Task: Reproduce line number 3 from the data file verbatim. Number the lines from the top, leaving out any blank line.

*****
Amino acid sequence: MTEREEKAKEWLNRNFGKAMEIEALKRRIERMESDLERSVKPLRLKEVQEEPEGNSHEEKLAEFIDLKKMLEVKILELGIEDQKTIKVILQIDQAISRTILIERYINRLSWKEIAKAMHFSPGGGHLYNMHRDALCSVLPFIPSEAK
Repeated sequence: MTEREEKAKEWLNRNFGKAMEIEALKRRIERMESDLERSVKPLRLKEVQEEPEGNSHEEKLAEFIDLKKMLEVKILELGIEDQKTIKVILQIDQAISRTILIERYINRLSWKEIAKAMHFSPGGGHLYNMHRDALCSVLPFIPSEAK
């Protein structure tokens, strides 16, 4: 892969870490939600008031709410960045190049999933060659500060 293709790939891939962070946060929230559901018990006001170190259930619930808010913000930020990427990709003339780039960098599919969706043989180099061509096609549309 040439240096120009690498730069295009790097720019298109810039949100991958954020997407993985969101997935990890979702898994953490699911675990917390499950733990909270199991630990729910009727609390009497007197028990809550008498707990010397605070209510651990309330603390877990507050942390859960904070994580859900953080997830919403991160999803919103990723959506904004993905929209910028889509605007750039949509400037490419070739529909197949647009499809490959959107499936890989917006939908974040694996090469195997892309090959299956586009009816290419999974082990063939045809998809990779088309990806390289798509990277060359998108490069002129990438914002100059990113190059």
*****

């Protein structure tokens, strides 16, 4: 892969870490939600008031709410960045190049999933060659500060 293709790939891939962070946060929230559901018990006001170190259930619930808010913000930020990427990709003339780039960098599919969706043989180099061509096609549309 040439240096120009690498730069295009790097720019298109810039949100991958954020997407993985969101997935990890979702898994953490699911675990917390499950733990909270199991630990729910009727609390009497007197028990809550008498707990010397605070209510651990309330603390877990507050942390859960904070994580859900953080997830919403991160999803919103990723959506904004993905929209910028889509605007750039949509400037490419070739529909197949647009499809490959959107499936890989917006939908974040694996090469195997892309090959299956586009009816290419999974082990063939045809998809990779088309990806390289798509990277060359998108490069002129990438914002100059990113190059």